Myth: Physical therapy is only for injuries or accidents.

Fact: “Though many people are introduced to physical therapy to rehabilitate after trauma from injuries or accidents, physical therapy is a great and evidence based tool to help restore full range of motion and function after surgery, ” Yalamanchili states. In some cases pre-surgery physical therapy helps to expedite recovery after surgery. “Others, suffering from chronic conditions such as back pain, discover its potent effects on reducing everyday discomfort.”

Myth: Physical therapy isn’t covered by insurance.

Fact: “Most medical insurance covers some type of physical therapy,” he says. “Also, physical therapy actually saves medical costs by helping patients avoid unnecessary expenses from tests, surgery, drugs and further injuries.”

Yalamanchili emphasizes that a patient’s relationship with a physical therapist is collaborative, with the ultimate goal of educating patients on maximizing their mobility, minimizing pain and empowering them in their recovery. “Despite what many people seem to think,” he adds, “physical therapy can be cost-effective, easy to access and unquestionably improves quality of life.”

Atlantic Spine Center is a nationally recognized leader for endoscopic spine surgery with four locations; West Orange, Edison, North Bergen and NYC. http://www.atlanticspinecenter.com

Sridhar Yalamanchili, PT, MSPT, is Director of Rehabilitation at Atlantic Spine Center.

The Success Of New Gene Therapy For Heart Patients

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heartBel Marra Health, who offers high-quality, specially formulated vitamins and nutritional supplements, has reported on new research that has shown the success of the first ever biological pacemaker that could put an end to invasive surgeries.

Bel Marra Health, who offers high-quality, specially formulated vitamins and nutritional supplements, has reported on new research that has shown the success of the first ever biological pacemaker that could put an end to invasive surgeries.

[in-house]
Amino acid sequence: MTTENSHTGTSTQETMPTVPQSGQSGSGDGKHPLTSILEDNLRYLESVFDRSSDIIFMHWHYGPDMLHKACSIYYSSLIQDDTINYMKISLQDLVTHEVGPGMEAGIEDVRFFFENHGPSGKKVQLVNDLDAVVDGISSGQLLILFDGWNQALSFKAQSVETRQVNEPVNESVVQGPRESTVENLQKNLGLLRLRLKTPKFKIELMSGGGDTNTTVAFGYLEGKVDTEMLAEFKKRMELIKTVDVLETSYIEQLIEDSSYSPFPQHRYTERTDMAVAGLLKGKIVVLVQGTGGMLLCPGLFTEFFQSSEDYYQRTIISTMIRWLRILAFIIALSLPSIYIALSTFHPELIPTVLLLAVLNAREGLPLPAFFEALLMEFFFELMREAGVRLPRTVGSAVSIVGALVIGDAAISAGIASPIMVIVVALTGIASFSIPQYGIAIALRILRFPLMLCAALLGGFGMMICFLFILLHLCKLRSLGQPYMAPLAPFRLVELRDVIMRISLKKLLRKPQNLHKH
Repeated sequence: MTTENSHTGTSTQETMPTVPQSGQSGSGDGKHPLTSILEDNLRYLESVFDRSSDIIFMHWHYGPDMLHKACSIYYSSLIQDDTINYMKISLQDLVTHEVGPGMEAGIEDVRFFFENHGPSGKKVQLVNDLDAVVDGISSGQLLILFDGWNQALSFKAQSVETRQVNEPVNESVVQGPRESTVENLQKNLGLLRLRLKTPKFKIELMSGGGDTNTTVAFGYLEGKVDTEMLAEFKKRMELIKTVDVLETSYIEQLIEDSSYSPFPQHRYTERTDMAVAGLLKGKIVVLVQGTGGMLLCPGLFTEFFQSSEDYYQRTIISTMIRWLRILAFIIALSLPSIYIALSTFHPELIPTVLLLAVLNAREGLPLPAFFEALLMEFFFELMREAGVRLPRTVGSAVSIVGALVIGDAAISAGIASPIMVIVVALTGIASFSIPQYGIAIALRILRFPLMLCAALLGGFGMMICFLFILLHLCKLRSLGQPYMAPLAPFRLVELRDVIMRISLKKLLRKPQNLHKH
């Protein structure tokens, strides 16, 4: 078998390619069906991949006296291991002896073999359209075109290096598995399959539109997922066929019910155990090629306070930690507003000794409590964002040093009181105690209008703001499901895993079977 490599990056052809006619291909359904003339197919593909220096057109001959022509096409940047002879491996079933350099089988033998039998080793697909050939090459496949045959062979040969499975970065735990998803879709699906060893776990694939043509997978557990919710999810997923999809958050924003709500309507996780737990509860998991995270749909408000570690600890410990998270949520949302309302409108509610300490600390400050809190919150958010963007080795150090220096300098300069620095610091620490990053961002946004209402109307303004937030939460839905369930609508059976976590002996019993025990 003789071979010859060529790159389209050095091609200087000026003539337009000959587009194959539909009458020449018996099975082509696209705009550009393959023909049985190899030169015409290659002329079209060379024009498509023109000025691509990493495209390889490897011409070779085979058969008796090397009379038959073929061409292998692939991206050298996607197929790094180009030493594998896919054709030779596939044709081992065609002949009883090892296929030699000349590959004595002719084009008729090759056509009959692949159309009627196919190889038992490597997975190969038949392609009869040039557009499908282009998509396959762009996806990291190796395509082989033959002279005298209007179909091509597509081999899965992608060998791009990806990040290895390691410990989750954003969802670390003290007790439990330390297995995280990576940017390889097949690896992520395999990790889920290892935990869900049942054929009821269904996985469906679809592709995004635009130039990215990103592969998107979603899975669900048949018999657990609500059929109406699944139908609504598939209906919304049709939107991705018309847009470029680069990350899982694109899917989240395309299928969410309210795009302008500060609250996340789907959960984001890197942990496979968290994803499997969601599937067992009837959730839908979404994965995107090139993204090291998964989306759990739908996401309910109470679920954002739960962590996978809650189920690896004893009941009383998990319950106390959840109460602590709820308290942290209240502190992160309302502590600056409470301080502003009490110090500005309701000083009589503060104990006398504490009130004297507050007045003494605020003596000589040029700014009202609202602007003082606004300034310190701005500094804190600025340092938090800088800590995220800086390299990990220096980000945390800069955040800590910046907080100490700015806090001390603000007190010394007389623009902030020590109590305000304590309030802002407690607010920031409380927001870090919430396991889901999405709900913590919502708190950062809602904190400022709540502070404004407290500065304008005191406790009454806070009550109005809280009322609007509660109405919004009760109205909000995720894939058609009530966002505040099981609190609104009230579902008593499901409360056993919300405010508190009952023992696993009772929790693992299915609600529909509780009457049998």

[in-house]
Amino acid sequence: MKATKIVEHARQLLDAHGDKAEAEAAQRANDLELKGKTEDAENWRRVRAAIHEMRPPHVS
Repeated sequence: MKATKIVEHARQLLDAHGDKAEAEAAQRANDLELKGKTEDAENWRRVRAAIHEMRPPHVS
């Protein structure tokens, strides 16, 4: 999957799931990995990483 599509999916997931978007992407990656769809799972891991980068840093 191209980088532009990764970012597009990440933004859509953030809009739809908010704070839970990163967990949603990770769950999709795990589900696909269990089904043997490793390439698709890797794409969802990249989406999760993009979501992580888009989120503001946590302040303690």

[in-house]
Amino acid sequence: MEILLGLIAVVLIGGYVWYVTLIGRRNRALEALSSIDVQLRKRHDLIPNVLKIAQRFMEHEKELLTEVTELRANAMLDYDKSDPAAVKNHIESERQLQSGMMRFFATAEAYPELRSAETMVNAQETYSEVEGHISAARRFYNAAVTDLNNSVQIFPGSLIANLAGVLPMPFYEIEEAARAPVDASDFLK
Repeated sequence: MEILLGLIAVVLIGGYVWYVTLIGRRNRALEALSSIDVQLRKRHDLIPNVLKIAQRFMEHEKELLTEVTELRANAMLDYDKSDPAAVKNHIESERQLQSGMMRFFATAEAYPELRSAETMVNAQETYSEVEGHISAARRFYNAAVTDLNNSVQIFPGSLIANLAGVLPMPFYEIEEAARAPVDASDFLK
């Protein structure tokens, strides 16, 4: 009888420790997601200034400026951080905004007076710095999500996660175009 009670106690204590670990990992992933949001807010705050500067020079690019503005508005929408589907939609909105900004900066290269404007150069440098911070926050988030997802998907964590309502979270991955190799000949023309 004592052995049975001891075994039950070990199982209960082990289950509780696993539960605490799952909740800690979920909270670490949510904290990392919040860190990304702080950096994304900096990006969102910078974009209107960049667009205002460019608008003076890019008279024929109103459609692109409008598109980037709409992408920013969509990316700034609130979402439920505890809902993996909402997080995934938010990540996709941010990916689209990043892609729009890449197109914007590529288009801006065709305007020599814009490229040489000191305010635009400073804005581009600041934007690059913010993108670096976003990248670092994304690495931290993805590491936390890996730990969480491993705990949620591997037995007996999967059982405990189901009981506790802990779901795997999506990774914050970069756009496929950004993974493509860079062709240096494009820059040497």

As Bel Marra Health reports in its article, (http://www.belmarrahealth.com/heart-health/heart-patients-to-live-longer-thanks-to-new-gene-therapy/), the study was conducted by Los Angeles’ Cedars-Sinai Heart Institute and published in Science Translational Medicine in July. For this study, 12 pigs with heart block – a condition where the electrical signal is slowed or disrupted as it moves through the heart – were injected with either the single gene, called TBX18, to reprogram cells, or a fluorescent green protein acting as a placebo.

The patch of peppercorn-sized cells acted as a pacemaker for a two-week period, performing the function of a conventional one. During this same period, cardiologists looked at the average heart rate of the pigs in the morning when they ate and at night when they slept.

They found that the gene therapy was fast-acting, reprogramming enough muscle cells to effectively regulate heart rate within 24 to 48 hours. After eight days of testing, the average heart rate was much higher in the pigs that received the therapy than ones that did not.

This “biological pacemaker,” as it’s been dubbed by researchers, could be useful for certain patients, such as those who develop infections from electronic pacemakers and need to have the devices temporarily removed, or fetuses with life-threatening heart disorders who cannot have an electronic pacemaker implanted.

Spokesperson for Bel Marra Health, Dr. Victor Marchione, says, “Since the early 1960s, pacemakers have been widely available, and they’ve constantly improved, becoming more safe and sophisticated.”

Conventional pacemakers are electronic, implanted into the chest to control an abnormal heartbeat. Electronic pacemakers restore regular function to slowing and arrhythmic hearts by using electricity to stimulate heartbeats. That’s a function usually performed by a cluster of thousands of cardiac cells that tell the heart to pump at a regular rate.